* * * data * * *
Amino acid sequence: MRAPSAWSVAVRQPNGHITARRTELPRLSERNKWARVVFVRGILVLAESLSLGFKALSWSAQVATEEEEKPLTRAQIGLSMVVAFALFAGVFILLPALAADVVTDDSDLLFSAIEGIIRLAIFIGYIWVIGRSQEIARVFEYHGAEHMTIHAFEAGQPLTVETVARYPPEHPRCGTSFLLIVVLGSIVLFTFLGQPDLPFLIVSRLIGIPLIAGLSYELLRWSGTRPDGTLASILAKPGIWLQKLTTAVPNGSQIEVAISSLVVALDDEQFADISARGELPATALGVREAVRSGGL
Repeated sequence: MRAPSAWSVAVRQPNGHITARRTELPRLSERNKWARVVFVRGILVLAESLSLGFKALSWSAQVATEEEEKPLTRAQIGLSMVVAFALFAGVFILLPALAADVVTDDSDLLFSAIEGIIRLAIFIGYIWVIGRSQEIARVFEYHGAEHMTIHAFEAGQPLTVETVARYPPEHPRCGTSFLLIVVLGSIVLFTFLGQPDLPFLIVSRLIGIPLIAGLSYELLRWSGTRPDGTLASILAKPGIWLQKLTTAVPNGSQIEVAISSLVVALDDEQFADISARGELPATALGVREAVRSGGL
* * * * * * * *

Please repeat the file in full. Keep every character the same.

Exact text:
Amino acid sequence: MRAPSAWSVAVRQPNGHITARRTELPRLSERNKWARVVFVRGILVLAESLSLGFKALSWSAQVATEEEEKPLTRAQIGLSMVVAFALFAGVFILLPALAADVVTDDSDLLFSAIEGIIRLAIFIGYIWVIGRSQEIARVFEYHGAEHMTIHAFEAGQPLTVETVARYPPEHPRCGTSFLLIVVLGSIVLFTFLGQPDLPFLIVSRLIGIPLIAGLSYELLRWSGTRPDGTLASILAKPGIWLQKLTTAVPNGSQIEVAISSLVVALDDEQFADISARGELPATALGVREAVRSGGL
Repeated sequence: MRAPSAWSVAVRQPNGHITARRTELPRLSERNKWARVVFVRGILVLAESLSLGFKALSWSAQVATEEEEKPLTRAQIGLSMVVAFALFAGVFILLPALAADVVTDDSDLLFSAIEGIIRLAIFIGYIWVIGRSQEIARVFEYHGAEHMTIHAFEAGQPLTVETVARYPPEHPRCGTSFLLIVVLGSIVLFTFLGQPDLPFLIVSRLIGIPLIAGLSYELLRWSGTRPDGTLASILAKPGIWLQKLTTAVPNGSQIEVAISSLVVALDDEQFADISARGELPATALGVREAVRSGGL